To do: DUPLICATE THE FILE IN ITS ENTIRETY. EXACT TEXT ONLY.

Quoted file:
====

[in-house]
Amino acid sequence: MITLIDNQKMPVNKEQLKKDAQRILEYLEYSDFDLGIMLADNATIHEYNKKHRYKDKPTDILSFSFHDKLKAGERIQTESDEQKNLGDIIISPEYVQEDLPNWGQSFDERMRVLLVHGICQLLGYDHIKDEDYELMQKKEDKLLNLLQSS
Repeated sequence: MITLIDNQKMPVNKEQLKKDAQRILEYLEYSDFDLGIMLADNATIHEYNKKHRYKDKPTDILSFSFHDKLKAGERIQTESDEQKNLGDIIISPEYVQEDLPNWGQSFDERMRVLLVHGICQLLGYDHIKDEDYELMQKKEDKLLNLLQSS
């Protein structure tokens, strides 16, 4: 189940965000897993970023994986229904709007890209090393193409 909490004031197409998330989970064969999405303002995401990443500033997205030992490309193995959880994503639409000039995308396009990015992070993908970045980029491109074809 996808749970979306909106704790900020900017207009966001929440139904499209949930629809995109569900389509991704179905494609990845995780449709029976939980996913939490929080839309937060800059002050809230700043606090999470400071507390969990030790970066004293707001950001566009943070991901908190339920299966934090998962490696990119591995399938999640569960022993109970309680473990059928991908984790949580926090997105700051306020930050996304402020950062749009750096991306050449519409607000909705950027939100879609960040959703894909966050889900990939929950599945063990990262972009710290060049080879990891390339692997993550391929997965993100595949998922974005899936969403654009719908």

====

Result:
[in-house]
Amino acid sequence: MITLIDNQKMPVNKEQLKKDAQRILEYLEYSDFDLGIMLADNATIHEYNKKHRYKDKPTDILSFSFHDKLKAGERIQTESDEQKNLGDIIISPEYVQEDLPNWGQSFDERMRVLLVHGICQLLGYDHIKDEDYELMQKKEDKLLNLLQSS
Repeated sequence: MITLIDNQKMPVNKEQLKKDAQRILEYLEYSDFDLGIMLADNATIHEYNKKHRYKDKPTDILSFSFHDKLKAGERIQTESDEQKNLGDIIISPEYVQEDLPNWGQSFDERMRVLLVHGICQLLGYDHIKDEDYELMQKKEDKLLNLLQSS
């Protein structure tokens, strides 16, 4: 189940965000897993970023994986229904709007890209090393193409 909490004031197409998330989970064969999405303002995401990443500033997205030992490309193995959880994503639409000039995308396009990015992070993908970045980029491109074809 996808749970979306909106704790900020900017207009966001929440139904499209949930629809995109569900389509991704179905494609990845995780449709029976939980996913939490929080839309937060800059002050809230700043606090999470400071507390969990030790970066004293707001950001566009943070991901908190339920299966934090998962490696990119591995399938999640569960022993109970309680473990059928991908984790949580926090997105700051306020930050996304402020950062749009750096991306050449519409607000909705950027939100879609960040959703894909966050889900990939929950599945063990990262972009710290060049080879990891390339692997993550391929997965993100595949998922974005899936969403654009719908």